several activists and influencers have pointed out that posting a blank black image with a bunch of tags clogs up critical channels of information and updates. Protests are still raging around the country.
Arrests are piling up by the thousands. Visibility for different groups and activist projects are key right now. And one of the most common ways to keep track of all of this is by monitoring or searching tags.
mental health advocate and Black Lives Matter activist Kenidra Woods posted on Twitter. “We use hashtag to keep ppl updated. PLS stop using the hashtag for black images!!” A video scroll of the #BlackLivesMatter hashtag on Instagram proves her point: It’s row after row of black squares, with very few posts of note in between.
There are two issues here: One, the actual tags used on Blackout Tuesday posts. Two, the actual purpose of posting a black image in the first place.
in the words of activist Feminista Jones, the protests have been erased from Instagram.
music artist Kehlani explained on her Instagram story.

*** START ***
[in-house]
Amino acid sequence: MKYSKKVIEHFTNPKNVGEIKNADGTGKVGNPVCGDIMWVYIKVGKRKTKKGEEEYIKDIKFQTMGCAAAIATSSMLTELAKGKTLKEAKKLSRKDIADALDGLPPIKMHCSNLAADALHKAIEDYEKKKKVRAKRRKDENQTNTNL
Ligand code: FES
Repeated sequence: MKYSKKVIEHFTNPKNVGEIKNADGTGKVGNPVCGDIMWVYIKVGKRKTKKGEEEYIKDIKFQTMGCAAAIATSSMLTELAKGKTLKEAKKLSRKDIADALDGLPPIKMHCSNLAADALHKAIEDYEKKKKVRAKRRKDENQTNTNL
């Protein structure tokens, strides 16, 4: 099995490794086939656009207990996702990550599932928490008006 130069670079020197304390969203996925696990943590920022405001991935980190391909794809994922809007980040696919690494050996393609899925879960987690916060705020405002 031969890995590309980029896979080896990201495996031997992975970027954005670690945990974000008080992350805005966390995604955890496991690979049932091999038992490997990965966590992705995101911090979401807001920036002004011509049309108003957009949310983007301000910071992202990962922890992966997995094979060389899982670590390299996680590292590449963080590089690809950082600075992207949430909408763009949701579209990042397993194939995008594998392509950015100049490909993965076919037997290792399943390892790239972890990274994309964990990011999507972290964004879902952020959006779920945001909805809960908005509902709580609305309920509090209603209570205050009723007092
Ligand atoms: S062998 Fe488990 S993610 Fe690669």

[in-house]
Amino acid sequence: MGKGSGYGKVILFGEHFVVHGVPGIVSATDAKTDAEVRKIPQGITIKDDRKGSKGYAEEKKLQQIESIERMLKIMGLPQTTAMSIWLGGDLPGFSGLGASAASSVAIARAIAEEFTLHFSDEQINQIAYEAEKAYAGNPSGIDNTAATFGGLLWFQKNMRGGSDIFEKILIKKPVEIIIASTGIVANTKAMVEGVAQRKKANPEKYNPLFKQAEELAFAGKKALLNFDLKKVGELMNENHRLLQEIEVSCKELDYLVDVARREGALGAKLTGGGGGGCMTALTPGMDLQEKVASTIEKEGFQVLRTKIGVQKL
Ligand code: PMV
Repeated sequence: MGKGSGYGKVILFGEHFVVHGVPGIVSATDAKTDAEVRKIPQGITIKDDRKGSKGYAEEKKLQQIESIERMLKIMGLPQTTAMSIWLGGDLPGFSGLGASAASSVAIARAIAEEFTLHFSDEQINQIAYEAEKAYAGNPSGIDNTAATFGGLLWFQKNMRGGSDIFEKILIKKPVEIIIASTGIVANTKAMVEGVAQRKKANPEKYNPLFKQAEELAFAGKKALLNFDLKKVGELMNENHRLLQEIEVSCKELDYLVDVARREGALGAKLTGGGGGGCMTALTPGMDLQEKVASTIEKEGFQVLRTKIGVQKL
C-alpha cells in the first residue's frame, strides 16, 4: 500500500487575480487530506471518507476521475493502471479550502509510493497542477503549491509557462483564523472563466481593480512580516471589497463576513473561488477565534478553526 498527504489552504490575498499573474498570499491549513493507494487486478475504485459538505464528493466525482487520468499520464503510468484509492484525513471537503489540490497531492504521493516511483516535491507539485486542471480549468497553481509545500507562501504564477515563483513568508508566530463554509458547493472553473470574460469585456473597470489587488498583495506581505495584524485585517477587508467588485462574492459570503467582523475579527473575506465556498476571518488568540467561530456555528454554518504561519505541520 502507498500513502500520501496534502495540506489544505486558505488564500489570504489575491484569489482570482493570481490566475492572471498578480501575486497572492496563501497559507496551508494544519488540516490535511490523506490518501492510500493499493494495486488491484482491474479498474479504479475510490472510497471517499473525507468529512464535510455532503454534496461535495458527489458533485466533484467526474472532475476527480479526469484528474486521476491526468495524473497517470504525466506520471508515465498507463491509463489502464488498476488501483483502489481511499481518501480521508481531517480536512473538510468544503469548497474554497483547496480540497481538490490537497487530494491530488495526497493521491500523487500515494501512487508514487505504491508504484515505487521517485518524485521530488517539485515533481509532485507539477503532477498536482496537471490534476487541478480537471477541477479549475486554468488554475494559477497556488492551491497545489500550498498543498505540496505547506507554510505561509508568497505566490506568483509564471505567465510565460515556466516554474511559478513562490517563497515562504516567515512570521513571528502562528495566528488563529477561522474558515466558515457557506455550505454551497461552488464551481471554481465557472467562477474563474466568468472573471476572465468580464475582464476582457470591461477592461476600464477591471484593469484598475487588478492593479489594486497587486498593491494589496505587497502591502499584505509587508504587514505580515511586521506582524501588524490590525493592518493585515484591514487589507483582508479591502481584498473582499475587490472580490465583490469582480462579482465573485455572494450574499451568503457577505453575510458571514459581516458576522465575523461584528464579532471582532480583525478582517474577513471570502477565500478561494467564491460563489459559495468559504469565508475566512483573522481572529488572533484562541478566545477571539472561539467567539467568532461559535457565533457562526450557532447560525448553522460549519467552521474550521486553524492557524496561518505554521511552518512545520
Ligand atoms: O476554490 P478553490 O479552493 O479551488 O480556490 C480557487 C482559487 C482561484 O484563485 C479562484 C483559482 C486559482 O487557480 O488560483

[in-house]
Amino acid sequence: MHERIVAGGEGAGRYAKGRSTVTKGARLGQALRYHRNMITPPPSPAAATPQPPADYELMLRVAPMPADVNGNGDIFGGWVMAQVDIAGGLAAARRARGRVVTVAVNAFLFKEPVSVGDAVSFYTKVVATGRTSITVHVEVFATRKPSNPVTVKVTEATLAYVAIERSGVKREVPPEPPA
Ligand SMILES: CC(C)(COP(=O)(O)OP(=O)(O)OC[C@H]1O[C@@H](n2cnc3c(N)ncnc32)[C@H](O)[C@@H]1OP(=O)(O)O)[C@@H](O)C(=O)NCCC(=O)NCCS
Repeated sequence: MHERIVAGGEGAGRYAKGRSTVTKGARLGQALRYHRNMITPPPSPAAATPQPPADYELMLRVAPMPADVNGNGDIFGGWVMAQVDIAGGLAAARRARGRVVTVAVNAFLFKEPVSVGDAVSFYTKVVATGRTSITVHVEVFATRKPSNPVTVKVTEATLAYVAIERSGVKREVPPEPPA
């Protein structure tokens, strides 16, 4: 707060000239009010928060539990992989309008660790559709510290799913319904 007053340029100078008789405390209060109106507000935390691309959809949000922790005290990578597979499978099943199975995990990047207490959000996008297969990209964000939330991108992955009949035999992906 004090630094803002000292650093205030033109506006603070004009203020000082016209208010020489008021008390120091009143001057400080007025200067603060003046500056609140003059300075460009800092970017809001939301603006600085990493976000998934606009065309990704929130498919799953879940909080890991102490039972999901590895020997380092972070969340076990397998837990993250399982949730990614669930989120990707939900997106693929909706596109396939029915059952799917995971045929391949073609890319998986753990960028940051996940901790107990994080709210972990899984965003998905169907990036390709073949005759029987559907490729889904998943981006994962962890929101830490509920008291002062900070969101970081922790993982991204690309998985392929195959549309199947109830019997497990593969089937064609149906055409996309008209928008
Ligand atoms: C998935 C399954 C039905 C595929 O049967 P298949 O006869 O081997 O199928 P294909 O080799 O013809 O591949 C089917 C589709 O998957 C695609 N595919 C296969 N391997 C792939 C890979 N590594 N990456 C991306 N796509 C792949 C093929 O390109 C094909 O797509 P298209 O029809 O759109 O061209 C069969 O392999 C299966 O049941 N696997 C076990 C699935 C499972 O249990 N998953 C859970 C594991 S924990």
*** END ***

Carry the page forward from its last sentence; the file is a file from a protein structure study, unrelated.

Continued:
People want to keep the information flowing
gained traction from the work of music executives Jamila Thomas and Brianna Agyemang, who led an effort in the music community to pause normal business operations on June 2nd “in observance of the long-standing racism and inequality that exists from the boardroom to the boulevard.”
As the movement grew, the notion filtered down to individuals and brands who have vowed to not post any content on June 2nd in deference to the situation.
However, there’s concern that while what amounts to a virtual moment of silence may be a powerful reminder to some, it comes at a time when the voices of black activists and advocates are needed the most.
he wrote. “I don’t think the movement has ever been this powerful. we don’t need to slow it down by posting nothing. we need to spread info and be as loud as ever.”
to mean a pause on posting about personal things or issues unrelated to Black Lives Matter or the ongoing protests rather than complete silence.
Some widely shared posts about the day encourage people to refrain from self-promotion and use their presence on various platforms to uplift members of the black community instead.